Back in Jaffa, the Deek household was not enamored of either of these goals;  neither his mother nor his father’s families were especially political, Deek said. But like many other Palestinians, the outbreak of war meant displacement, and the Deek family, bullied into leaving by Arab emissaries who insisted that they would return once military victory had been secured over the Zionist forces, found itself in a refugee camp in Lebanon.

“For my family, the significant part of the story was what happened after the war,” Deek said. He explained that his grandfather, also named George, had worked for Rotenberg electricity company in Jaffa, where he had made many Jewish friends. Stranded in Lebanon, where his new wife Vera gave birth to a son, George Sr. was determined to return to his home in Jaffa. He did just that, thanks to “an act of grace” from his friends in the electricity company, who also got him his old job back.

“To go back, not to do what their brothers and sisters did, but to take a chance, to live in Jaffa among those whom they were told were their enemies, and make them friends, to not be defined as victims, that was the decision my grandparents made,” said Deek.

If Deek’s grandparents were one source of inspiration for his rejection of an identity defined by victimhood, the other was his beloved music teacher, a Holocaust survivor named Avraham Nov. “He was the ultimate victim. His whole family was murdered by the Nazis,” Deek said. “But he refused to be defined as a victim, because he knew that if he did that, he would be stuck in the past.” ­

“The narrative of victimhood is a narrative that paralyzes us and corrupts us morally,” Deek continued. “When a group defines itself as a victim, it no longer takes responsibility for what it does, even terrible crimes.” There is, Deek said, no incentive for any nation defined by victimhood, as the Palestinians are, “to recover. When you see yourself as a victim and you are treated like a victim, you become a prisoner of your own past.”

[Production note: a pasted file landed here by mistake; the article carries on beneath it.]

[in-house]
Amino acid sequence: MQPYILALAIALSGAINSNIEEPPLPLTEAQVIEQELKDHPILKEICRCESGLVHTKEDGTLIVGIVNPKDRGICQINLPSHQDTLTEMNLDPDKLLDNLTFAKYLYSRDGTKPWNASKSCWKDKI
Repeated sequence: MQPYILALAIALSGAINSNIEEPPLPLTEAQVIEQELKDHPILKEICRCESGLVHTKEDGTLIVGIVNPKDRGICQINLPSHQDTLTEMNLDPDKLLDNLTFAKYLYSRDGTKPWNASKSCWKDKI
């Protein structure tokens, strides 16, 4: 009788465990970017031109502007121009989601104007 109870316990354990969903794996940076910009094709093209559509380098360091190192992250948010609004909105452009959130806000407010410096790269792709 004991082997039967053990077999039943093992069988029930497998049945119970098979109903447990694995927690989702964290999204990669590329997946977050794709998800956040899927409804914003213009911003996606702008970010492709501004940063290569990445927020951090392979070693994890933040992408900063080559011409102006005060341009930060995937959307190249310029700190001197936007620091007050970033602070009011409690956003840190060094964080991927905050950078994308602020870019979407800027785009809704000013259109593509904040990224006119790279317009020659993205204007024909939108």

I put it to Deek that a detractor would counter that his grandfather, in returning to Jaffa, had an option that was denied to 750,000-odd other Palestinians, and that therefore casting off victimhood is something of a luxury.

“It’s true, I don’t think that other refugees had the same opportunity, even if they had wanted to go back,” he replied. “But that’s not the point. The point is that my grandfather went to a place where he could build a future, and this is the tragedy of the Arab world. The Arab world has treated the Palestinian refugees who stayed there shamefully. In Lebanon, Syria, the Gulf countries, they are denied citizenship, they do not have the basic human rights that others have, they are barred from leading professions, and this cruel discrimination prevents them from moving forward. So it’s not a question of where you are living. It’s question of us together, Arabs, Jews, the international community, putting pressure on those countries that are confining the Palestinians to that vicious reality.”

Deek voiced harsh criticism of UNWRA, the UN refugee agency tasked with serving Palestinian refugees (the overwhelming majority of them now descendants of the original 1948 generation,) for exactly the same reasons. “UNRWA is preventing the refugees from moving on,” he said.

Throughout our conversation, Deek emphasized his conviction that to be a member of a minority is “a blessing,” in that it creates an additional impetus to succeed in the wider society, as well as providing that society with a test of its own tolerance. On these counts, Deek said, the Arab world had failed.